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Made Easy



  • Habakkuk was a prophet to the Southern Kingdom of Judah. 

  • His prophecy is a collection of his own personal dialogue with God. 

  • It is sad, because he felt like his prayers were not being answered for God to stop the moral and spiritual decay of the Jews in his society (Habakkuk 1:1-2).

  • Many Christians who live in corrupt societies, as we do today, can relate to the frustration and sadness that Habakkuk must have felt as he observed the wicked ways of the world around him. 

  • All that one has to do today is to turn on the local and national television news programs and we will find many liars, thieves, murderers, adulterers, atheists, racists, child abusers, domestic violence committed against women, corrupt judges that take brides denying justice to the right person, fellow citizens’ hatred and disregard of the Word of God, and many, many other heinous crimes that one can imagine! 

  • Can we blame Habakkuk for his sadness and/or anger experienced during his lifetime? 

  • Not hardly, because honest Christians feel this way often in this world! 

  • Thus, if any one can sympathize with Habakkuk, it is the modern-day Christian.

Habakkuk’s Complaint

  • Listen to the heart wrenching words of Habakkuk, according to the New American Standard Version (1995), “2 How long, O LORD, will I call for help, And You will not hear? I cry out to You, ``Violence!’’ Yet You do not save. 3 Why do You make me see iniquity, And cause me to look on wickedness? Yes, destruction and violence are before me; Strife exists and contention arises. 4 Therefore, the law is ignored And justice is never, upheld. For the wicked surround the righteous; Therefore, justice comes out perverted” (Habakkuk 1:2-4). 

  • Habakkuk complained of the “violence” in his society. 

  • Our every day English language does not do justice to this word from the Hebrew language perspective. 

  • The Hebrew word for “violence” is “chamas” (Strong’s number 2555) and it means the wickedness of mankind in or ruthlessness in general (Brown, Driver, & Briggs, 2001). 

  • Thus, Habakkuk is not just speaking of violence only as we define the word today, such as beating someone with one’s fist, but a total state of wrongdoing in all aspects of life, such as lying, cheating, stealing, robbing, swindling, lack of justice in the court system, and all manner of evil that one can think of. 

  • Habakkuk will soon find out that God was not ignoring his prayers of deliverance from these evils for the Jewish people. 

  • Instead, we learn from the later revelation of Scripture in 2 Peter 3 that actually, God delays judgment on mankind to give them an opportunity to repent and be saved from His coming judgment.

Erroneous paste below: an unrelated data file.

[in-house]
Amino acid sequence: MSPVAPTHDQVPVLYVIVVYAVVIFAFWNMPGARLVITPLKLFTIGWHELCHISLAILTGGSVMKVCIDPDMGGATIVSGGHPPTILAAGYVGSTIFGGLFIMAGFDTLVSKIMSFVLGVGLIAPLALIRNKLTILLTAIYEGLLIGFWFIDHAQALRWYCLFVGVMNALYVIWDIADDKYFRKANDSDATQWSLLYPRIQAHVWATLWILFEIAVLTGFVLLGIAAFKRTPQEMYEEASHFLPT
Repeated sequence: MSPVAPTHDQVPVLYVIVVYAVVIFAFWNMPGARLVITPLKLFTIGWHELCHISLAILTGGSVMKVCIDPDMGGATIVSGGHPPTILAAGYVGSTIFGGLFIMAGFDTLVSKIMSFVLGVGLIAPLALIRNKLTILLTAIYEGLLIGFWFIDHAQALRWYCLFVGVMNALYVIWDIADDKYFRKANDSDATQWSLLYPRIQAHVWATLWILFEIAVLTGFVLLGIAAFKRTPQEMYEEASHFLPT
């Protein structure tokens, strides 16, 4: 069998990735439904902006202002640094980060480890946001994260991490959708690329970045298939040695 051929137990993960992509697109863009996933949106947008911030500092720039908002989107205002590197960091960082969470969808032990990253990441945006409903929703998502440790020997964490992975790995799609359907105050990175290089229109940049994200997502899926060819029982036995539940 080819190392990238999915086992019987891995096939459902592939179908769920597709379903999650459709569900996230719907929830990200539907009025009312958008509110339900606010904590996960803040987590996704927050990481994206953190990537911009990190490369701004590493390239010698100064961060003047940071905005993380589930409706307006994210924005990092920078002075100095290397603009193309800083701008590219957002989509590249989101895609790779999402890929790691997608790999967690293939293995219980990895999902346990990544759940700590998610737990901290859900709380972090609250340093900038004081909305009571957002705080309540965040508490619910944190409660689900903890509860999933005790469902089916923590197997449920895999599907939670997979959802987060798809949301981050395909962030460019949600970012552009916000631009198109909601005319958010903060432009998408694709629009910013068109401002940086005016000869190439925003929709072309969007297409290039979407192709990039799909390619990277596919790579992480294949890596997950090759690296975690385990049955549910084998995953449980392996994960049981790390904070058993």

• Thus, God was doing the same thing in Habakkuk’s times, but Habakkuk did not know it.

God’s Response To Habakkuk’s Complaint

  • God responds to Habakkuk with an answer that he did not expect. 

  • God said that He was surely going to judge the Southern Kingdom of Judah at the hands of the Chaldeans, which is another name for the Babylonians (Habakkuk 1:5-11). 

  • The Chaldeans would conquer the Southern Kingdom of Judah and take them into captivity. 

  • Habakkuk did not understand why God would use the Chaldeans to judge Judah, because they were worse morally than the Jews of Judah according to Habakkuk’s opinion (Habakkuk 1:13).

The Fatal Flaw Of The Babylonians Is Arrogance

  • God exposes a flaw in the character of the Chaldeans as well, which includes that they will be an arrogant people that will give credit for their victories to their false god (Habakkuk 1:11). 

  • Habakkuk also exposes their arrogance, because they also give credit to their own military strength for their victories over other nations (Habakkuk 1:16).

Habakkuk Had The Wrong Concept Of Righteousness

  • Habakkuk actually had the wrong idea when it came to righteousness.

  • Sin is a separation from God no matter what group of people commits the sin(s) (Isaiah 59:2; 1 Peter 3:12). 

  • Some sinners are worse than others, which is true according to the Scriptures (Ezekiel 16:51-52), but only God can make that determination (Jamieson, Fausset, & Brown, 2004).

  • In the grand scheme of things, no relative righteousness will matter any way at the judgment.

  • If one studies Bible history, he/she will find out that the Southern Kingdom of Judah eventually was considered more unrighteous than the Northern Kingdom of Israel, but in the end, judgment came to both kingdoms.